We recently got an email from a new rider named Elliot, who is shopping for gear and had a number of questions. The most important of which was this: "In the description of the Alpinestar Viper Air jacket, it says CE Certified armor. In the description of the Pro Air jacket it says Lightweight CE Certified Armor. The Pro Air is more expensive, but is it somehow less safe because it has "lightweight" armor?"
Right off the bat this rider is showing how smart he is by shopping for name brand protective gear and not just a fashionable leather jacket. Also, good taste for coming to RideApart for help.
Just looking up the two pieces in question, as well as the current European CE standards, and the Alpinestar website, this is an easy question to answer. There is only one CE standard for shoulder and elbow pads – EN 1621-1 – so Alpinestars referring to it as lightweight is only their description, not an official standard.
The less expensive jacket, the Viper Air, has bulkier armor. It is made of 600 denier fabric, not a 400/600 mix like the T-GP, so it should have more abrasion resistance. In my mind that makes the lower-cost item better, but if the bulkier armor makes you even think of riding without the jacket on, then the more expensive one is the way to go.
Various armor, some CE approved some not
But what does it all mean? And, how do you know what you are getting?
As with anything involving government regulations it is about as interesting to read and understand at a tax form, but translations are out there. Most name-brand gear will come with brief explanations as well, as is required by regulatons.
CE chart designating which areas should have what sort of impact protection
As seen in the above diagram, one of the first things they safety officials did was study which areas of your body need protection in the event of a crash.
Zone 1 is usually where you'll find armor because those are the bits that tend to hit the ground first and suffer the most abrasion damage from dragging. The knees and hips are also included in Zone 1 when talking about pants or one-piece suits.
Back protectors are a separate standard and category. The standards for these pieces of armor are EN 1621-1 and EN 1621-2 respectively. EN stands for European Norm, and for that matter CE stands for Certified European, which makes it odd when pieces are referred to as CE certified.
The simplified label seen above is what you will find on most gear. The picture of the motorcycle rider makes it obvious what it is for. An E would indicate an elbow pad, S would indicate shoulder, H for hip, K for knee. Type B pads are the typical size coverage, and Type A are smaller pads and obviously less coverage.
The temperature tests are not all that important, and the #1 or #2 to the left of them indicates the level of protection (for standards that have more than one protection level), with the higher number being better protection. As I mentioned before, elbow, knee, shoulder and hip pads only have the single rating, but back protectors can be rated 1 or 2.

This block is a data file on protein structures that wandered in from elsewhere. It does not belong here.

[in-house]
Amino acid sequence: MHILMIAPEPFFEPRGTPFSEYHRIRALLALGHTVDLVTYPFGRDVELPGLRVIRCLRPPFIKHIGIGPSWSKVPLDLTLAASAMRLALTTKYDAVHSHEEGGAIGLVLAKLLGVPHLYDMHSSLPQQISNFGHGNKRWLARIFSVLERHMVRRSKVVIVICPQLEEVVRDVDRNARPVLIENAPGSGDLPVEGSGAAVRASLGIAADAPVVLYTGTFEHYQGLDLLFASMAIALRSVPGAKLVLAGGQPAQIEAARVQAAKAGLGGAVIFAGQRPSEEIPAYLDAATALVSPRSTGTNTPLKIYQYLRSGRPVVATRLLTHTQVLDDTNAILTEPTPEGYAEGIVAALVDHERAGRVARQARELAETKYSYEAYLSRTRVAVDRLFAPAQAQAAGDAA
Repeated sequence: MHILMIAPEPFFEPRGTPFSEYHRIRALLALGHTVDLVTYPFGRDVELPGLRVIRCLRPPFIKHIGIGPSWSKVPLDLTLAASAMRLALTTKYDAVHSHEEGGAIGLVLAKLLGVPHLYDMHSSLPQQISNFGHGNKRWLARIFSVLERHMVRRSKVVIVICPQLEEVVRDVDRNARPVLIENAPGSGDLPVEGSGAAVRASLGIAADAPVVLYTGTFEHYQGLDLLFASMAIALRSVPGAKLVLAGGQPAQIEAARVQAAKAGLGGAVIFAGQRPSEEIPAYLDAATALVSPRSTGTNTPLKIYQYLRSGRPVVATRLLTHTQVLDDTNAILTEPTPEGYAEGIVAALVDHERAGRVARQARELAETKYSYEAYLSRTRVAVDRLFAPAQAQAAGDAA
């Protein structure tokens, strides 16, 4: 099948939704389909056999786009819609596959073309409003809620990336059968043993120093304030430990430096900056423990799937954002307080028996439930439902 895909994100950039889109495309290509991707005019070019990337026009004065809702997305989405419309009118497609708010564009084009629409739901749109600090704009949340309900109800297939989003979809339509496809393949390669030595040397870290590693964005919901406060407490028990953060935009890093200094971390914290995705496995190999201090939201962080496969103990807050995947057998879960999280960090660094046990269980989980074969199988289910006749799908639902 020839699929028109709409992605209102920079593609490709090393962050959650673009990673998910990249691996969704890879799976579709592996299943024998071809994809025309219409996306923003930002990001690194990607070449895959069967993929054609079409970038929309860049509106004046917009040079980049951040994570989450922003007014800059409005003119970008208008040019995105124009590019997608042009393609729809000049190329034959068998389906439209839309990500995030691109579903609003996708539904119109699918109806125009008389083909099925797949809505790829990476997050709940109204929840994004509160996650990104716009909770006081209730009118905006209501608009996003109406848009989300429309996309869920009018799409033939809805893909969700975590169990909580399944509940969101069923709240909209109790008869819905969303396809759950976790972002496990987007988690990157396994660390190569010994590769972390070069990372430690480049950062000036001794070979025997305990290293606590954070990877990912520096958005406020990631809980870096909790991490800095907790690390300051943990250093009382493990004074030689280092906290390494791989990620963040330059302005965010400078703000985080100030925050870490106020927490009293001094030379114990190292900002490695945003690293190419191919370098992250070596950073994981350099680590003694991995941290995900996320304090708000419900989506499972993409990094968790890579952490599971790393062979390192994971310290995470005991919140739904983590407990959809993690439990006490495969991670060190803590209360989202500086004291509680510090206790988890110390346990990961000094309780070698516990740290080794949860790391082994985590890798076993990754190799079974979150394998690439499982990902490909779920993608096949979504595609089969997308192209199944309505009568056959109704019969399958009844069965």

If you look at these examples of armor pads you can see it all labeled clearly, in accordance with the regulations, in a way that will remain legible for the life of the pads. You can see the pad on the left meets the CE EN 1621-1:1997 standard 1-EPS (I think) which is the type of foam, "E" for elbow, Type B which is the size of the coverage.
All CE-compliant armor should be marked with the manufacturer, a part number and what standard it is supposed to meet. Also be aware that some armor can be CE tested, or CE certified, but not necessarily CE approved, which means every zone passed all the tests and was verified by an independent lab multiple times.
Beware of claims that something is CE tested, especially from a brand name you don't recognize. Also beware of anything marked with just a CE EN 340:2003, because though that is a protective standard it is for other things, like construction work, or bicycling.
Lastly, after going over all this fine print, what does it really mean? Well, in order to pass the CE testing for 1621-1 an armored pad hit with 50 KiloJoule of energy should only transmit 35 KiloNewtons to the wearer. Simple, right?
The layman's explanation is that they drop a 6-pound brick on it from about 6 feet, and measure how much force gets through the armor. My high school physics is too rusty to give you a good idea of what 35 KiloNewtons feels like, though. Back protectors use the same test, but can only transmit 18 KiloNewtons to the rider, or just 9 KiloNewtons for a level 2 protector.
Level 2 back protector on left, compared to level 1 on right
Some other relevant standards are EN 1938:1999 for eye protection (goggles), EN 13634:2002 for boots, EN 13594:2002 for gloves, and EN 13595-1:2002 (as well as 13595-2, 3, and 4) for race gear.
In fact, except for the eye protection, all these other regulations are specifically aimed at professional racers, but if you see them you know you are buying pro-quality gear. The Australian office of road safety has a page with them listed here. Force Field body armor also has a great explanation of all of this on their FAQ page, which can be found here.
Powersports retailer Canada's Motorcycle shot a short video which also tries to explain it all, and you can watch that here. If the United States had a 75-percent tax rate, and stopped worrying about who was using what bathrooms, we could have relevant safety standards like this, too.